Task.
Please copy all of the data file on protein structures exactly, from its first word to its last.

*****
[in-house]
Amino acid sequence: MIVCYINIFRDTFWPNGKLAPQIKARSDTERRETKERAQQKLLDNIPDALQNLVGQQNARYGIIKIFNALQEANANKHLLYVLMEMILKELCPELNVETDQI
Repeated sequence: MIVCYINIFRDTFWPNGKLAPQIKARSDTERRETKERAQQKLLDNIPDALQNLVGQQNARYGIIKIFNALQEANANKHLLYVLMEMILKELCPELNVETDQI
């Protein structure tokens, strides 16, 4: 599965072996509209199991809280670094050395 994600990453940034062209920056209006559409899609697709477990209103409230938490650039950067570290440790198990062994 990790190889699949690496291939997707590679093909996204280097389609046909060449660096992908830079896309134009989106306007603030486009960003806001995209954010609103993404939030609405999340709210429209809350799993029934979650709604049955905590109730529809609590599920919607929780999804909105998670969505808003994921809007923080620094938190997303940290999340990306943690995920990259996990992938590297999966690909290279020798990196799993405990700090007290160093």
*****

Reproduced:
[in-house]
Amino acid sequence: MIVCYINIFRDTFWPNGKLAPQIKARSDTERRETKERAQQKLLDNIPDALQNLVGQQNARYGIIKIFNALQEANANKHLLYVLMEMILKELCPELNVETDQI
Repeated sequence: MIVCYINIFRDTFWPNGKLAPQIKARSDTERRETKERAQQKLLDNIPDALQNLVGQQNARYGIIKIFNALQEANANKHLLYVLMEMILKELCPELNVETDQI
């Protein structure tokens, strides 16, 4: 599965072996509209199991809280670094050395 994600990453940034062209920056209006559409899609697709477990209103409230938490650039950067570290440790198990062994 990790190889699949690496291939997707590679093909996204280097389609046909060449660096992908830079896309134009989106306007603030486009960003806001995209954010609103993404939030609405999340709210429209809350799993029934979650709604049955905590109730529809609590599920919607929780999804909105998670969505808003994921809007923080620094938190997303940290999340990306943690995920990259996990992938590297999966690909290279020798990196799993405990700090007290160093």